The case for HS2 has been somewhat less than robust since day one, but it has now entered the realm of the fantastic with this report in the Guardian: "The arrival of the HS2 north-south railway could help bring down soaring property prices in London and the south-east, according to David Higgins, the former Olympics boss and new chairman of the project". The champions of the New Metropolitan Line are surely getting desperate if they are driven to claiming that it will bring down house prices in London. Next we'll be told that it will help limit increases in electricity and gas bills.
According to the new project boss, "The existing pressure on housing, commercial property prices and transport in London and the south east has become a vicious circle which is counter-productive for both the economy in general and for individuals and their families. By creating extra capacity for commuter trains in the south, and making it easier for businesses to establish themselves in the Midlands and North, HS2 can both reduce that pressure, and spread prosperity, and jobs, more evenly across the country".
This is nonsense, by which I mean not that you might disagree with it, but that it doesn't actually make semantic sense. A "vicious circle" implies some sort of negative feedback: A leads to B which causes more A. Does he mean that supply insufficient to meet increased demand causes demand to increase even higher? What is the mechanism for that? The implication of the non sequitor second sentence is that "extra capacity for commuter trains in the south" will reduce house and commercial property prices (hence the Guardian's interpretation), but this only makes sense if you believe that HS2 will not increase the population of London (and nor will anything else) but will simultaneously expand the commuter belt and thus the avilable stock of housing for London workers (which in turn assumes a buyer's market in Solihull). The fundamental justification for transport is that it increases economic activity, which has the effect of increasing the population and thus "pressure on housing". The idea that HS2 will reduce the price of a two-bedroom flat in Battersea is preposterous.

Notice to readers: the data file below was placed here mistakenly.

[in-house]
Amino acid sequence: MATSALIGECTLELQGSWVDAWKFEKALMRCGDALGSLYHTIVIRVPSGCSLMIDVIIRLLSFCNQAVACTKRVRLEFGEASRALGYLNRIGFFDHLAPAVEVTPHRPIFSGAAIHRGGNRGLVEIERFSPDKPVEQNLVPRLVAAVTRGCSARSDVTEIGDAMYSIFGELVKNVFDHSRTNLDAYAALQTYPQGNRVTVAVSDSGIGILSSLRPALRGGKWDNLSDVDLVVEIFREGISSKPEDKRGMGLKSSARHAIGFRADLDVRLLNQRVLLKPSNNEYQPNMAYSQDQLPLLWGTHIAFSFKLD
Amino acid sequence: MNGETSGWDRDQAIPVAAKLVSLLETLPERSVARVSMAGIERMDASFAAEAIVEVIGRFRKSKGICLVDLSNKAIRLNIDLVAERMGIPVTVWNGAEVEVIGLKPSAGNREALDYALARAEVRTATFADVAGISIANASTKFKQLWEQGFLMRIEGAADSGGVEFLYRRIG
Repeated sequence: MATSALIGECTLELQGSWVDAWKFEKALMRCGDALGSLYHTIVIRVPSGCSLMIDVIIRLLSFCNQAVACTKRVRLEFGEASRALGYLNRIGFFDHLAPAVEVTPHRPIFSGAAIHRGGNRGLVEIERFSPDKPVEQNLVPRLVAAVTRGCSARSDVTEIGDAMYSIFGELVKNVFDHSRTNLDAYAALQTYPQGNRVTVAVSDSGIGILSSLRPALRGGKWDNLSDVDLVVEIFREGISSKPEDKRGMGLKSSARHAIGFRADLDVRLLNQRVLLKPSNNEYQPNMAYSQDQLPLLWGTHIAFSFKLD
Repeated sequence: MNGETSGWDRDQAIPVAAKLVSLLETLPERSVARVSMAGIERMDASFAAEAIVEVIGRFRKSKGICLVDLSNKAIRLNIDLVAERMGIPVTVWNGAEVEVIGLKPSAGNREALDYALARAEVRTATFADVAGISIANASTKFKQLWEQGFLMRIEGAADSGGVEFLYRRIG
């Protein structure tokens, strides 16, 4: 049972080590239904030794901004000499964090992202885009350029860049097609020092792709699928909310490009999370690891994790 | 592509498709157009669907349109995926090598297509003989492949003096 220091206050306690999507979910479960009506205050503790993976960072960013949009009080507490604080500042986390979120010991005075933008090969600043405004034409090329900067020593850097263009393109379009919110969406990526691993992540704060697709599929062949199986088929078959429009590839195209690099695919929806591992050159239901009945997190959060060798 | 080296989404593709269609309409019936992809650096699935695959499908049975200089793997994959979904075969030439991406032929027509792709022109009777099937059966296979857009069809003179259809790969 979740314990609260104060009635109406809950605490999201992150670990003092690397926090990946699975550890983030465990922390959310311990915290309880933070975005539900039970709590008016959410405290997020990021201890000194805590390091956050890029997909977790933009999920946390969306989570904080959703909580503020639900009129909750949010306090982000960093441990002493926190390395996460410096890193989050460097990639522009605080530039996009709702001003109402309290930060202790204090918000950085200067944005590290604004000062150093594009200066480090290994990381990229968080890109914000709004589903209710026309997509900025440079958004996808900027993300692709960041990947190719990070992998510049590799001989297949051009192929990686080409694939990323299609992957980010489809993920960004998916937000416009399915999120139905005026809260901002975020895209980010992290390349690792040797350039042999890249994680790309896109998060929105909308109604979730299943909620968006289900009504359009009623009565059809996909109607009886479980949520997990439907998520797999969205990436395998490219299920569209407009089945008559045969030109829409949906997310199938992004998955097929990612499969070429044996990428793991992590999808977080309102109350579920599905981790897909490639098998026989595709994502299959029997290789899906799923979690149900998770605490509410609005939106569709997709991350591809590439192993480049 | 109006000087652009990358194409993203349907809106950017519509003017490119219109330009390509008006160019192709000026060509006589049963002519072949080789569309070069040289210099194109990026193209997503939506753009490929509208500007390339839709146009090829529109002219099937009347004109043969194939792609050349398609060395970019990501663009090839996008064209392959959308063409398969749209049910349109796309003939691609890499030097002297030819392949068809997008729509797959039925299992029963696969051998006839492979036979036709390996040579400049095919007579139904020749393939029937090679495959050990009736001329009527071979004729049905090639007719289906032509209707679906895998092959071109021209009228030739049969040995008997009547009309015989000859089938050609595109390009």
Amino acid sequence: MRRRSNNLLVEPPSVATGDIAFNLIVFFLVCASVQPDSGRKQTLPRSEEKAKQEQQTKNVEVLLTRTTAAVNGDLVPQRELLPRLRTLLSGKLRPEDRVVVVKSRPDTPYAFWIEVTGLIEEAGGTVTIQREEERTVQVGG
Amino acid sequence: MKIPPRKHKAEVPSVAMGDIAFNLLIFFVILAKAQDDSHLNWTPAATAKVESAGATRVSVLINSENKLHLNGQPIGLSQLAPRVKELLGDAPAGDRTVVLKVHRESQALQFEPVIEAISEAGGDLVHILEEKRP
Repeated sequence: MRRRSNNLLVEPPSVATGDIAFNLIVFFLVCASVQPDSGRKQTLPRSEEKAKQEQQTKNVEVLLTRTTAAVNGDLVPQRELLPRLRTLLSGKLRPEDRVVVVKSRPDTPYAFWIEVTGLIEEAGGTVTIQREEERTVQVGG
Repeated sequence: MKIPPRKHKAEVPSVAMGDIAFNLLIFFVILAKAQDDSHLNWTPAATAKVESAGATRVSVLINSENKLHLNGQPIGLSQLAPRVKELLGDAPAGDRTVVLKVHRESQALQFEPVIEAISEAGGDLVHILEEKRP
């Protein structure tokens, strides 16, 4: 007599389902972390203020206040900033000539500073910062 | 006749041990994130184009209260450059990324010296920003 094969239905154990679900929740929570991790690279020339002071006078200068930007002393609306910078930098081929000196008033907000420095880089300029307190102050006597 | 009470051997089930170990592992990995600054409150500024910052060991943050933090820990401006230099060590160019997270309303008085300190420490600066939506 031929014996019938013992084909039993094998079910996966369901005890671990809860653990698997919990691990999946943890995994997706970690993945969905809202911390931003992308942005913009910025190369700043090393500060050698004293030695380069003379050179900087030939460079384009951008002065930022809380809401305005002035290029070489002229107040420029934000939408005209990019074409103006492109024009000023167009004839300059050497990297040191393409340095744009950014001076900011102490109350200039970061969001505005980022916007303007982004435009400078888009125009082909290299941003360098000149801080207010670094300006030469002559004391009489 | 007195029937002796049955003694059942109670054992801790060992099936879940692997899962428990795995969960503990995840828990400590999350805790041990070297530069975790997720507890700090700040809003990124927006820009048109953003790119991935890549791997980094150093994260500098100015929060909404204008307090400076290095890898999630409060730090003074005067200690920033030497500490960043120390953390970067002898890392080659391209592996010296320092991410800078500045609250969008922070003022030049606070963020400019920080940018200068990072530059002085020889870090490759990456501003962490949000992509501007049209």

Higgins isn't putting all his eggs in one basket, so he continues to push the traditional justifications, such as jobs and industrial regeneration ("spreading jobs more evenly", like Nutella on toast). I particularly love "making it easier for businesses to establish themselves in the Midlands and North", as if they were hitherto inaccessible regions: here be dragons. There is, of course, no explanation of the "ease" for Brummie startups that HS2 would provide (in practice, more London wages spent in the West Midlands will boost some local services, but depress others dependent on business activity that then moves to London). As the 2010 report to Parliament by Professor John Tomaney concluded, following a meta-study of high-speed railways around the world, "the impacts of high speed rail investments on local and regional development are ambiguous at best and negative at worst". This is largely because "in countries with dominant capital cities net benefits tend to accrue to these". Given that HS2 phase 1 is essentially a commuter line into London, it is hard to believe that the UK experience will be any different.